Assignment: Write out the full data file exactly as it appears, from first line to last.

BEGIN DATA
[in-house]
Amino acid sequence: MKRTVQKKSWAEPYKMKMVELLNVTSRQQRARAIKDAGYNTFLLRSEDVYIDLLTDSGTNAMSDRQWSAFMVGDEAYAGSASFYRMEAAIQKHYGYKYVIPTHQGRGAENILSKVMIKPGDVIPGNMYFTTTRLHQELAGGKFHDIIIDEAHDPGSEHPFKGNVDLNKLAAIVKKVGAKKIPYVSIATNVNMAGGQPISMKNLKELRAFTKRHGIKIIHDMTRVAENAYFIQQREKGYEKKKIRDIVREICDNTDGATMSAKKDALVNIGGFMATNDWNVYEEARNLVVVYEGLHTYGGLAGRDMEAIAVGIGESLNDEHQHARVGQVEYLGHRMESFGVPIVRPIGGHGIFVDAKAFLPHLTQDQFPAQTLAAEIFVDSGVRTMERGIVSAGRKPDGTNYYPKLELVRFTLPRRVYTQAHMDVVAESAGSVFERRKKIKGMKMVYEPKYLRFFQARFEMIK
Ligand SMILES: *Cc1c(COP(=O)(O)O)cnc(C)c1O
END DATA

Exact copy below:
[in-house]
Amino acid sequence: MKRTVQKKSWAEPYKMKMVELLNVTSRQQRARAIKDAGYNTFLLRSEDVYIDLLTDSGTNAMSDRQWSAFMVGDEAYAGSASFYRMEAAIQKHYGYKYVIPTHQGRGAENILSKVMIKPGDVIPGNMYFTTTRLHQELAGGKFHDIIIDEAHDPGSEHPFKGNVDLNKLAAIVKKVGAKKIPYVSIATNVNMAGGQPISMKNLKELRAFTKRHGIKIIHDMTRVAENAYFIQQREKGYEKKKIRDIVREICDNTDGATMSAKKDALVNIGGFMATNDWNVYEEARNLVVVYEGLHTYGGLAGRDMEAIAVGIGESLNDEHQHARVGQVEYLGHRMESFGVPIVRPIGGHGIFVDAKAFLPHLTQDQFPAQTLAAEIFVDSGVRTMERGIVSAGRKPDGTNYYPKLELVRFTLPRRVYTQAHMDVVAESAGSVFERRKKIKGMKMVYEPKYLRFFQARFEMIK
Ligand SMILES: *Cc1c(COP(=O)(O)O)cnc(C)c1O